• Carbon-based life

    Carbon-based life

    • Carbon is a key component of all known life on Earth. Complex molecules are made up of carbon bonded with other elements, especially oxygen, hydrogen and nitrogen, and carbon can bond with all of these because of its four valence electrons. Carbon is abundant on Earth. It is also lightweight and relatively small in size, making it easier for enzymes to manipulate carbon molecules. It is often assumed in astrobiology that if life exists somewhere else in the universe, it will also be carbon-based. Critics refer to this assumption as carbon chauvinism.

      "What we normally think of as 'life' is based on chains of carbon atoms, with a few other atoms, such as nitrogen or phosphorus", per Stephen Hawking in a 2008 lecture, "carbon [...] has the richest chemistry." The most important characteristics of carbon as a basis for the chemistry of life are, that it has four valence bonds, and that the energy required to make or break a bond is at an appropriate level for building molecules, which are stable and reactive. Carbon atoms bond readily to other carbon atoms; this allows the building of arbitrarily long complex molecules and polymers.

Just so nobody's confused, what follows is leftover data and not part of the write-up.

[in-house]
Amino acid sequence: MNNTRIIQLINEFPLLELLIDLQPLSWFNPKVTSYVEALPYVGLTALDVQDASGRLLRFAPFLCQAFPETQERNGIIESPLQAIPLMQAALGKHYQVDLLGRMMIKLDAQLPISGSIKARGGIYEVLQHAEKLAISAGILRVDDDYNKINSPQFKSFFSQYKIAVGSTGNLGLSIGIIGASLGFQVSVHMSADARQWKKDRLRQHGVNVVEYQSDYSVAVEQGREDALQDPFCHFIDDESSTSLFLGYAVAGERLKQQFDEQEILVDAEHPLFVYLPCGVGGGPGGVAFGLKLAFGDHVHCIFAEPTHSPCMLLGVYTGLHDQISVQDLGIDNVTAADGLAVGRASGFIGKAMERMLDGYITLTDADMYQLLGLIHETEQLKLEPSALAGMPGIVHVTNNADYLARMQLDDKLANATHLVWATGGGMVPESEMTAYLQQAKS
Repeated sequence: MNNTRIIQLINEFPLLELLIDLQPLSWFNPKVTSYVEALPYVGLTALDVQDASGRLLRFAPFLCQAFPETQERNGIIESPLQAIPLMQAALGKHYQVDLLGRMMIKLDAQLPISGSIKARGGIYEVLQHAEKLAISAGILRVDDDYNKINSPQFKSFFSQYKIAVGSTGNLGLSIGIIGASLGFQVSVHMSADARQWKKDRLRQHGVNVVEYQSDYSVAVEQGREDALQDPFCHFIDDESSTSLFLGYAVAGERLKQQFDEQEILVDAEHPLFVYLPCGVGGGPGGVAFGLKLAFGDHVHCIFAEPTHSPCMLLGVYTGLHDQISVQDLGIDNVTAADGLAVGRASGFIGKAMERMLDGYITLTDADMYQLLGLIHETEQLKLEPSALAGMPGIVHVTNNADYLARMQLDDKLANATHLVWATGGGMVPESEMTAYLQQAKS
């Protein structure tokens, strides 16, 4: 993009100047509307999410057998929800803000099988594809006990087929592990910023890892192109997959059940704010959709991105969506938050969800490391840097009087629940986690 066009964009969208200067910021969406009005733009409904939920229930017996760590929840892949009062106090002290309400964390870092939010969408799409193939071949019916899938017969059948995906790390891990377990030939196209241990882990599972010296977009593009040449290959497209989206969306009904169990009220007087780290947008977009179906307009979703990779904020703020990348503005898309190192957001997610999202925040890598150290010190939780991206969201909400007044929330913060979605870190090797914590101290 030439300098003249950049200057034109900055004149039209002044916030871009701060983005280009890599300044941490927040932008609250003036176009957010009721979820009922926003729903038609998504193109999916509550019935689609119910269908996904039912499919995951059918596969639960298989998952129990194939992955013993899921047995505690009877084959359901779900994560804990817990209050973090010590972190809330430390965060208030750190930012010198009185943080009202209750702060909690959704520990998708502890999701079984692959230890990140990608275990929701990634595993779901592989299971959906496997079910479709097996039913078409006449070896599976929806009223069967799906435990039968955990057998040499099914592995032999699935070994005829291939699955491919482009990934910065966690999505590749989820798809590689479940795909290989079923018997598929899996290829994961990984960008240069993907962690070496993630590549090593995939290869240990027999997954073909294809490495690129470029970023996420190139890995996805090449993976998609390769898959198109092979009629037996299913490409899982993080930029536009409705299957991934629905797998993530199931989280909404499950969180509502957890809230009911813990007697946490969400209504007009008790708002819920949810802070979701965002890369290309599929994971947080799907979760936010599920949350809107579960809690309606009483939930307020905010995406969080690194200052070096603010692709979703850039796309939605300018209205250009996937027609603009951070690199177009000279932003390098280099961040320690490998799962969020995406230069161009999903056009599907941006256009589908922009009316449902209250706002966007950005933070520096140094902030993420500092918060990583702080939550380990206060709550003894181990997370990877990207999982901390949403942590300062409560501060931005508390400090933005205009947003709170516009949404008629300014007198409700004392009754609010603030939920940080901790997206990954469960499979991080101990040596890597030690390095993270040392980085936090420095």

There are not many other elements which even appear to be promising candidates for supporting life, for example, processes such as metabolism. The most frequently suggested alternative is silicon. Silicon is in the same group in the Periodic Table of elements, and has four valence bonds, and bonds to itself, generally in the form of crystal lattices rather than long chains. It is considerably more electropositive than carbon. Silicon compounds do not readily recombine into different permutations in a manner that would plausibly support lifelike processes.

      • Proteins, which are the building blocks from which the structures of living organisms are constructed (this includes almost all enzymes, which catalyse organic chemical reactions)
      • Nucleic acids, which carry genetic information
      • Carbohydrates, which store energy in a form that can be used by living cells
      • Lipids, which also store energy, but in a more concentrated form, and which may be stored for extended periods in the bodies of animals
  • What Else?

    • Carbon-based life